I still remember when I heard the Minneapolis band The Jayhawks' 1992 album Hollywood Town Hall for the first time. It was so fresh, yet so familiar at the same time, that I stopped dead in my tracks and declared it my favorite album of that year.
Sam Beam, better known by his stage name Iron and Wine, released his first album, The Creek Drank The Cradle, on the Sub Pop label back in 2002. He wrote, performed, recorded and produced every track by himself at a studio in his home.
Suze Rotolo, an American artist and author who became famous because of her four-year relationship with Bob Dylan, has died. She was 67.
Rolling Stone has described Rotolo as the muse behind some of Dylan's classic songs, including "Don't Think Twice, It's All Right." In Dylan's autobiography Chronicles: Volume One, he compares Rotolo to "a Rodin sculpture come to life."
Intimate and hushed, Sharon Van Etten's folk tunes tend to quiet any room she plays them in. These are the type of nuanced songs that can render a crowd breathless.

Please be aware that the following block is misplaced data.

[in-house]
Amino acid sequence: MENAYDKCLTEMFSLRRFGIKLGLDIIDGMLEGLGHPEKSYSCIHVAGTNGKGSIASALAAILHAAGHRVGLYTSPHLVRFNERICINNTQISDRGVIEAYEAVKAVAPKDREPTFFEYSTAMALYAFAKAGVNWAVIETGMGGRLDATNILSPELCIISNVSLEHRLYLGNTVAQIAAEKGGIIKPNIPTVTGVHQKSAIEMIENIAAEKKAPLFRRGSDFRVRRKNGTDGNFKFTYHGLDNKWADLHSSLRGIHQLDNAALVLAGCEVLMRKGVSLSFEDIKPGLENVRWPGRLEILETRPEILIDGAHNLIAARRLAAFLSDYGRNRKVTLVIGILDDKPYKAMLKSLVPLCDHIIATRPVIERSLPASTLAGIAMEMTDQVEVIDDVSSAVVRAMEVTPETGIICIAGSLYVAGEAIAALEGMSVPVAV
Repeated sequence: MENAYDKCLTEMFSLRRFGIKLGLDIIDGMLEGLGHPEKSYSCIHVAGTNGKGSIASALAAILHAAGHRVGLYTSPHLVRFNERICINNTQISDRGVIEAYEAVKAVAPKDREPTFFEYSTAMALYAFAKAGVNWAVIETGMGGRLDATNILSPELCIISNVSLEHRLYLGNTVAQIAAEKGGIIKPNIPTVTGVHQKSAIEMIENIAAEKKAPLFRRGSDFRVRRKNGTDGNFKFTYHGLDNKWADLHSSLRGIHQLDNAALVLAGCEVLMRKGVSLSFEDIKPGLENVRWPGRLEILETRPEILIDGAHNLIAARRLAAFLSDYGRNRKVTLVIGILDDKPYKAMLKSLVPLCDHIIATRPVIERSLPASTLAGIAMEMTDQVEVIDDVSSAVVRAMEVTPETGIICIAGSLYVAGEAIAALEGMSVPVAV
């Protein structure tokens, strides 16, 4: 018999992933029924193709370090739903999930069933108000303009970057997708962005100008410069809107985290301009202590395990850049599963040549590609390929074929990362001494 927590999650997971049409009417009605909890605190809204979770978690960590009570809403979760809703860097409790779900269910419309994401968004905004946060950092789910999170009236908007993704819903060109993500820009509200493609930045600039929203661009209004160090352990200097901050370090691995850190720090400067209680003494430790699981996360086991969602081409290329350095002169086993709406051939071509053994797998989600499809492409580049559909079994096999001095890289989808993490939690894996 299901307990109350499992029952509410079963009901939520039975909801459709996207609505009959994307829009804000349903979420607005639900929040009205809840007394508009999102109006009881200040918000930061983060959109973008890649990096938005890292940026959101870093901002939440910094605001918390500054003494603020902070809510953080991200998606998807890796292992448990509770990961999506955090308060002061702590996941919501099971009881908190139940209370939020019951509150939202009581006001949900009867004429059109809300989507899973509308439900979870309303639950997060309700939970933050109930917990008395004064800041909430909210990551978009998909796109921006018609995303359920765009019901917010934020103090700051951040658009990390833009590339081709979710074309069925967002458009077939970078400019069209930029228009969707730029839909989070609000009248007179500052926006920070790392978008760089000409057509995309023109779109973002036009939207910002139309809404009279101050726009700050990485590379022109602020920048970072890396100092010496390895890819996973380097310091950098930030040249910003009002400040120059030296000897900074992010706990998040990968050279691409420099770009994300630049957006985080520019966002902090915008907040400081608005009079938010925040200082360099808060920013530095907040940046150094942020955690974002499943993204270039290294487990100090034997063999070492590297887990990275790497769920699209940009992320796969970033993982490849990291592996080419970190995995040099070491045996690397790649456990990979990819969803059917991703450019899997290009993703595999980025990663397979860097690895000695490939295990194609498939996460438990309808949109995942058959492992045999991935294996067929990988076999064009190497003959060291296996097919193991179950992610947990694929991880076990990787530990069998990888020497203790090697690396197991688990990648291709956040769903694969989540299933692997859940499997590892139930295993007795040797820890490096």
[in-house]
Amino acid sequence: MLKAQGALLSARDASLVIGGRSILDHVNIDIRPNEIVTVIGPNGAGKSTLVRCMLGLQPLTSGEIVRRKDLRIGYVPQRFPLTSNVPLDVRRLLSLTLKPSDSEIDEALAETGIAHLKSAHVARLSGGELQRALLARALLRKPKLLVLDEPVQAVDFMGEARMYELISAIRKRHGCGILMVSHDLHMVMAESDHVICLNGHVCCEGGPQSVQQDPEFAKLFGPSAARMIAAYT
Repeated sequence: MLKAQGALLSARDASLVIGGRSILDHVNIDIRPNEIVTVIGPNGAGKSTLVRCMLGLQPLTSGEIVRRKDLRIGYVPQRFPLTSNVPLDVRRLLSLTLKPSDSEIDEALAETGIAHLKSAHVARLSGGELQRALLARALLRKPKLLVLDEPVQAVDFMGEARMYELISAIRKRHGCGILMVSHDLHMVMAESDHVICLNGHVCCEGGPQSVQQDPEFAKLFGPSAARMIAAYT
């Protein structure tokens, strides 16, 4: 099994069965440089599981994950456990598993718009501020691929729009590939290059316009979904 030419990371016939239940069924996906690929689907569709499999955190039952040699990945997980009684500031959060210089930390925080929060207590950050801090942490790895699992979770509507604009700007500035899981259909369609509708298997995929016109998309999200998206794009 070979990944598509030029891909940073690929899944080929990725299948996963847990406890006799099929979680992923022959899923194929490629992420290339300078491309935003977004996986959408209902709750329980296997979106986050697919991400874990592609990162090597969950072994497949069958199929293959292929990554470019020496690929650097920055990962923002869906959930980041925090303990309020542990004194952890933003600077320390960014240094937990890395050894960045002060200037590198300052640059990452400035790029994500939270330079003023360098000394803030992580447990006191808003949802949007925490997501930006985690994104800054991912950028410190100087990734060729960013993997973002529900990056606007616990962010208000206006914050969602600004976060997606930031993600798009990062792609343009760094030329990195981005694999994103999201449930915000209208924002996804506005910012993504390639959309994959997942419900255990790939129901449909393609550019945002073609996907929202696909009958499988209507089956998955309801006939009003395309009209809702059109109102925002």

Van Etten was introduced to an eclectic blend of folk and rock 'n' roll while growing up in Nashville. She worked her way to Brooklyn, and after a national tour in support of her debut album, Because I Was In Love, she turned to Epic, a seven-song LP that was one of NPR Music's favorite records of 2010.
A 62-year-old soul singer, Charles Bradley has a story you can hear in his voice. But for most of his life, he wasn't a singer.
Born in 1948, Bradley spent most of his childhood in Brooklyn. One day, his sister invited him to come to the Apollo Theater in Harlem, where she was going to see James Brown. At the time, Bradley didn't know who Brown was, but his sister offered to pay his way.